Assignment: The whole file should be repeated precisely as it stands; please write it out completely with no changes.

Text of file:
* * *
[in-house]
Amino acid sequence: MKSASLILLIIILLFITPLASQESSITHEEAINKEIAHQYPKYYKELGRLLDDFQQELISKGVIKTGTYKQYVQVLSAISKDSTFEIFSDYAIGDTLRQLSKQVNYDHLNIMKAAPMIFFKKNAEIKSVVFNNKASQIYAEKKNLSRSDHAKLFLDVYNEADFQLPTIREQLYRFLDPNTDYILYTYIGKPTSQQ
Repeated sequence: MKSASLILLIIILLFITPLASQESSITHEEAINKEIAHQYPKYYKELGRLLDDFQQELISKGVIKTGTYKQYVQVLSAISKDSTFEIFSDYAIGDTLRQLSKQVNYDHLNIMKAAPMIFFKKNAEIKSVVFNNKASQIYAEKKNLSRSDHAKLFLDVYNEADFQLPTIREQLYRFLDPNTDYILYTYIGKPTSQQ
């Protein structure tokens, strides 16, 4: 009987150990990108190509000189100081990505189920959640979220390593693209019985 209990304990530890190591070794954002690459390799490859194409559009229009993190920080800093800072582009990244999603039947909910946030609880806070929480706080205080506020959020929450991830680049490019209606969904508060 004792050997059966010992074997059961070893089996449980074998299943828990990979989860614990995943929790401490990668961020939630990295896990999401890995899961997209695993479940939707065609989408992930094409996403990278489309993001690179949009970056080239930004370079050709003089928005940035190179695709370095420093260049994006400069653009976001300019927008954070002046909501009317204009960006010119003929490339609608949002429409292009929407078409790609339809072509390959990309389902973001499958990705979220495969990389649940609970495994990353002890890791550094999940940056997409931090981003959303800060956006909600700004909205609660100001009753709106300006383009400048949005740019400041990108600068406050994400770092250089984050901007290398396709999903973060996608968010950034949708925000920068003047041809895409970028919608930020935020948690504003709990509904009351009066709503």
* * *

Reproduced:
[in-house]
Amino acid sequence: MKSASLILLIIILLFITPLASQESSITHEEAINKEIAHQYPKYYKELGRLLDDFQQELISKGVIKTGTYKQYVQVLSAISKDSTFEIFSDYAIGDTLRQLSKQVNYDHLNIMKAAPMIFFKKNAEIKSVVFNNKASQIYAEKKNLSRSDHAKLFLDVYNEADFQLPTIREQLYRFLDPNTDYILYTYIGKPTSQQ
Repeated sequence: MKSASLILLIIILLFITPLASQESSITHEEAINKEIAHQYPKYYKELGRLLDDFQQELISKGVIKTGTYKQYVQVLSAISKDSTFEIFSDYAIGDTLRQLSKQVNYDHLNIMKAAPMIFFKKNAEIKSVVFNNKASQIYAEKKNLSRSDHAKLFLDVYNEADFQLPTIREQLYRFLDPNTDYILYTYIGKPTSQQ
């Protein structure tokens, strides 16, 4: 009987150990990108190509000189100081990505189920959640979220390593693209019985 209990304990530890190591070794954002690459390799490859194409559009229009993190920080800093800072582009990244999603039947909910946030609880806070929480706080205080506020959020929450991830680049490019209606969904508060 004792050997059966010992074997059961070893089996449980074998299943828990990979989860614990995943929790401490990668961020939630990295896990999401890995899961997209695993479940939707065609989408992930094409996403990278489309993001690179949009970056080239930004370079050709003089928005940035190179695709370095420093260049994006400069653009976001300019927008954070002046909501009317204009960006010119003929490339609608949002429409292009929407078409790609339809072509390959990309389902973001499958990705979220495969990389649940609970495994990353002890890791550094999940940056997409931090981003959303800060956006909600700004909205609660100001009753709106300006383009400048949005740019400041990108600068406050994400770092250089984050901007290398396709999903973060996608968010950034949708925000920068003047041809895409970028919608930020935020948690504003709990509904009351009066709503």